Easy A a teen sex comedy with no actual sex aims rather conspicuously to plumb the best bits of Diablo Cody and Alexander Payne in its upside-down self-consciously campy take on Nathaniel Hawthorne’s The Scarlet Letter. In the role of its high-school Hester Prynne is Emma Stone the sly husky heroine of last year’s surprise hit Zombieland. Tested by a film that is far less clever than its director Will Gluck or screenwriter Bert Royal would have us believe (and they desperately want us to believe) she passes with flying colors delivering a performance that should elevate her into the upper echelon of actresses possessing brains and beauty in equal measure.
Stone plays Olive the kind of quick-witted hyper-literate teen that our educational system produces in ever-diminishing numbers. (If it ever produced them to begin with.) More knowing and sophisticated than others her age she is nonetheless not immune to the pressure of peers and the dread of being labeled a loser. Under duress by a prying friend (Aly Michalka) to dish the details of her birthday weekend a rather mundane affair mainly spent jumping on her bed to the tune of Natasha Bedingfield’s pop monstrosity “Pocket Full of Sunshine ” she feels compelled to embellish a bit and concocts an entirely fictional account of losing her virginity (dubbed the “V-Card” by Royal trying too hard) to a boy from a junior college across town.
Word of Olive’s deflowering spreads with startling speed aided by the incessant rumor-mongering of a catty Evangelical eavesdropper (Amanda Bynes). Suddenly branded a tramp on account of a seemingly harmless little lie Olive opts to embrace her newly tarnished reputation and put it to good use. In a viciously stratified social environment where even the most awkward acne-plagued pariah can earn respect and even admiration from members of the upper castes for having gone All the Way Olive anoints herself the Mother Theresa of (fake) sluts bestowing her blessing upon downtrodden gents in need of a reputation boost. And she resolves to look the part too traipsing around in scandalous bustiers and affixing the letter “A” to her chest.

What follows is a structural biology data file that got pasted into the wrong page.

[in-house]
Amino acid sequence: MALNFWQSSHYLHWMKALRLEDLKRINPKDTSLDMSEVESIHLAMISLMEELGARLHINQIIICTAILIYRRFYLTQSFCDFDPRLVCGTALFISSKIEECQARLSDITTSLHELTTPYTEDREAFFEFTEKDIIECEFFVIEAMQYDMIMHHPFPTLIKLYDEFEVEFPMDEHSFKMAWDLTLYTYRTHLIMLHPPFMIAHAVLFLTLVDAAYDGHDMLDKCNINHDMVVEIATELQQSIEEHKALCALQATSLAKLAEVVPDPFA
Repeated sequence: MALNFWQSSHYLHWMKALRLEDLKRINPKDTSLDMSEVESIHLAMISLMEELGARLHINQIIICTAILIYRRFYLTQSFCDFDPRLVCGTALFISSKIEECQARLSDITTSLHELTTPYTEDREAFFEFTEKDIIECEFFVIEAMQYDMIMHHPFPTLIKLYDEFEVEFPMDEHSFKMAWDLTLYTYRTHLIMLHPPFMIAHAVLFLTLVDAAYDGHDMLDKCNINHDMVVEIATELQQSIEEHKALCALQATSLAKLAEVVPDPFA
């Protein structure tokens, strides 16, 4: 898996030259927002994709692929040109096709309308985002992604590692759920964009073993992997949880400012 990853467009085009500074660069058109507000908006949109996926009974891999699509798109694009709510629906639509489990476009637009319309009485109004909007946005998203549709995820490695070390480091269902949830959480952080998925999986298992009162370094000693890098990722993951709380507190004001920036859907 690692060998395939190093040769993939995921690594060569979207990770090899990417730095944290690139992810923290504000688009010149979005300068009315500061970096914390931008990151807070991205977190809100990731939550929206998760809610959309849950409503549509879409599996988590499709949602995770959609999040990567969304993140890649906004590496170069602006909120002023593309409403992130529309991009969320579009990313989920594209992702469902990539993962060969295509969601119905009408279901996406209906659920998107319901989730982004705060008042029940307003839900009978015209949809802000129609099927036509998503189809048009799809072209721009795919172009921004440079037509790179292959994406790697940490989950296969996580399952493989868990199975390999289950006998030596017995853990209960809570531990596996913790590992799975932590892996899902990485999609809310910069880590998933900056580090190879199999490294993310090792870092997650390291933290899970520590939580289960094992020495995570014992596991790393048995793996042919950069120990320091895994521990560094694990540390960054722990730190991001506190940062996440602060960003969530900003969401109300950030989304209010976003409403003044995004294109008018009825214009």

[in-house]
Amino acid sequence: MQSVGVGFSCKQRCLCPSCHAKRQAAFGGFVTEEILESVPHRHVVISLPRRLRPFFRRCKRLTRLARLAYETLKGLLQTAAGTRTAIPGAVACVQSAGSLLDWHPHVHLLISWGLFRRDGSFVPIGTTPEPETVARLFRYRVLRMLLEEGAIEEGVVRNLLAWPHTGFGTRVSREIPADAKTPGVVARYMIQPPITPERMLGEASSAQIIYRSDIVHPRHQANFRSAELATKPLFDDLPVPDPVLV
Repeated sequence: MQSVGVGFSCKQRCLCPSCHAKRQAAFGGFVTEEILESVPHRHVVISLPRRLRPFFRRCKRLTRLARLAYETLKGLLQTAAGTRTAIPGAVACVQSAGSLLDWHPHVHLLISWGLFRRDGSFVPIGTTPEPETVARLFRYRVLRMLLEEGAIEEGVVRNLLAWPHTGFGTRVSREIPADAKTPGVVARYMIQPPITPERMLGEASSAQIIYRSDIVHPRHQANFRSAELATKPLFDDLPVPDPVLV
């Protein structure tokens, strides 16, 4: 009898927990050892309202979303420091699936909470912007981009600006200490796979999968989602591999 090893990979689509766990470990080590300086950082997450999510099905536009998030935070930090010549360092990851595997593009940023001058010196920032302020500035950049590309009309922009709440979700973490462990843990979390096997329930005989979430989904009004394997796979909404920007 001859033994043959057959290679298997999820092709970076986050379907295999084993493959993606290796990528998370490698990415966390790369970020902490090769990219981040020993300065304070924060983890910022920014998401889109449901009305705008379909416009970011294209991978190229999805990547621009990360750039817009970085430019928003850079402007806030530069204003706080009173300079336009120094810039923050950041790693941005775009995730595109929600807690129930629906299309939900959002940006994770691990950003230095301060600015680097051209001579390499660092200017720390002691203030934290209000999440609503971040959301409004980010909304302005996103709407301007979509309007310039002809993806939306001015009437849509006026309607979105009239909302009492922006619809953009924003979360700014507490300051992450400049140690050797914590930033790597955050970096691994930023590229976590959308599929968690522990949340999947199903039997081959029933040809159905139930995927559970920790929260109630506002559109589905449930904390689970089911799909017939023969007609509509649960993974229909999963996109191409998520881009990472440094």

There are limits to Easy A’s Scarlet Letter conceit overly Glee-ful tone forced repartee and pop-culture references (John Hughes is invoked so many times he should get a producer credit). Which is why director Gluck must be grateful to have found Stone who handles the verbal calisthenics of Royal’s script with charm and verve and a certain effortless appeal that keeps us engaged even as the film wallows in contrived irony and heavy-handedness. Keep your eye on her.
It’s a comic smorgasboard of cineteenmatic influences from Bring It On and Superbad to buddy comedies like Wedding Crashers. Shawn (Nicholas D*Agosto) and Nick (Eric Christian Olsen) are girl-obsessed jocks on the Ford High School football team. They scheme to trade another sweat-induced summer at football camp for a stint at the mostly female cheerleading camp instead. Their insincere motive? Score with the chicks. However their muscular presence begins to turn around the miserable fortunes of this pathetic squad and now with an “S” for Shawn and an “N” for Nick the team has a genuine chance to score for the first time at the cheer competition finals. On top of all this Shawn falls for the team captain. With a fresh and lively cast Fired Up transcends the derivative nature of this kind of teen. Learning everything they know from conniving male screen teams like Vince Vaughn and Owen Wilson D’Agosto and Olsen may be the best pairing since those two started crashing weddings. Their nonstop rat-a-tat locker room-style patter about girls and sex is delivered with the panache of real comic pros -- especially good is a scene where they must try out their cheer routines for their coach with only a strategically placed pom pom for cover. TV sitcom creator (The Loop) and first-time feature director Will Gluck tends to approach this lightweight material exactly as if he were doing it for the small screen but somehow it works -- with the film’s main attribute being a breezy pace and effortless staging of the cheerleading set pieces. The movie clearly doesn’t take itself seriously even indirectly addressing its Bring It On similarities by having the gang actually watching that movie one night and reciting the dialogue in unison. Funny stuff.